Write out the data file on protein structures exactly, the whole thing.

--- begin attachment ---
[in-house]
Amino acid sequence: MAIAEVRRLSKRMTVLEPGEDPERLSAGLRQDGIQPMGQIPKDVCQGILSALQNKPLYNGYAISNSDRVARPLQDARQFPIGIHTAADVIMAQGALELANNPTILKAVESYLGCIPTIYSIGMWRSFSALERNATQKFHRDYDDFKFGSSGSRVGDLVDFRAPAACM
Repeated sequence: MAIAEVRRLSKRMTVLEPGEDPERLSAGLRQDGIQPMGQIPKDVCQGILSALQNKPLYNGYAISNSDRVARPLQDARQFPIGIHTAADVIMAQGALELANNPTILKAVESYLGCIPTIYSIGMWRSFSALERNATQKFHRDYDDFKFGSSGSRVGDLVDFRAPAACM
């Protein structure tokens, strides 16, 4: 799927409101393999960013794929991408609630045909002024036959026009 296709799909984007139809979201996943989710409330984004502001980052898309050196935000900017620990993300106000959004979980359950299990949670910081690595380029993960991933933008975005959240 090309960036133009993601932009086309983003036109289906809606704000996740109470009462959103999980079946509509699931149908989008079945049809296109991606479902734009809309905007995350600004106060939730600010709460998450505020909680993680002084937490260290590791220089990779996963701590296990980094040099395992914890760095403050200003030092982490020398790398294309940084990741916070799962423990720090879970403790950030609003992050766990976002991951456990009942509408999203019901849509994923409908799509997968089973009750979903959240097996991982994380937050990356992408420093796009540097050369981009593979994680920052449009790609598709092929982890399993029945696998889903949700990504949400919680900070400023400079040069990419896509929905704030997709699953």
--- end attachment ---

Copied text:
[in-house]
Amino acid sequence: MAIAEVRRLSKRMTVLEPGEDPERLSAGLRQDGIQPMGQIPKDVCQGILSALQNKPLYNGYAISNSDRVARPLQDARQFPIGIHTAADVIMAQGALELANNPTILKAVESYLGCIPTIYSIGMWRSFSALERNATQKFHRDYDDFKFGSSGSRVGDLVDFRAPAACM
Repeated sequence: MAIAEVRRLSKRMTVLEPGEDPERLSAGLRQDGIQPMGQIPKDVCQGILSALQNKPLYNGYAISNSDRVARPLQDARQFPIGIHTAADVIMAQGALELANNPTILKAVESYLGCIPTIYSIGMWRSFSALERNATQKFHRDYDDFKFGSSGSRVGDLVDFRAPAACM
């Protein structure tokens, strides 16, 4: 799927409101393999960013794929991408609630045909002024036959026009 296709799909984007139809979201996943989710409330984004502001980052898309050196935000900017620990993300106000959004979980359950299990949670910081690595380029993960991933933008975005959240 090309960036133009993601932009086309983003036109289906809606704000996740109470009462959103999980079946509509699931149908989008079945049809296109991606479902734009809309905007995350600004106060939730600010709460998450505020909680993680002084937490260290590791220089990779996963701590296990980094040099395992914890760095403050200003030092982490020398790398294309940084990741916070799962423990720090879970403790950030609003992050766990976002991951456990009942509408999203019901849509994923409908799509997968089973009750979903959240097996991982994380937050990356992408420093796009540097050369981009593979994680920052449009790609598709092929982890399993029945696998889903949700990504949400919680900070400023400079040069990419896509929905704030997709699953």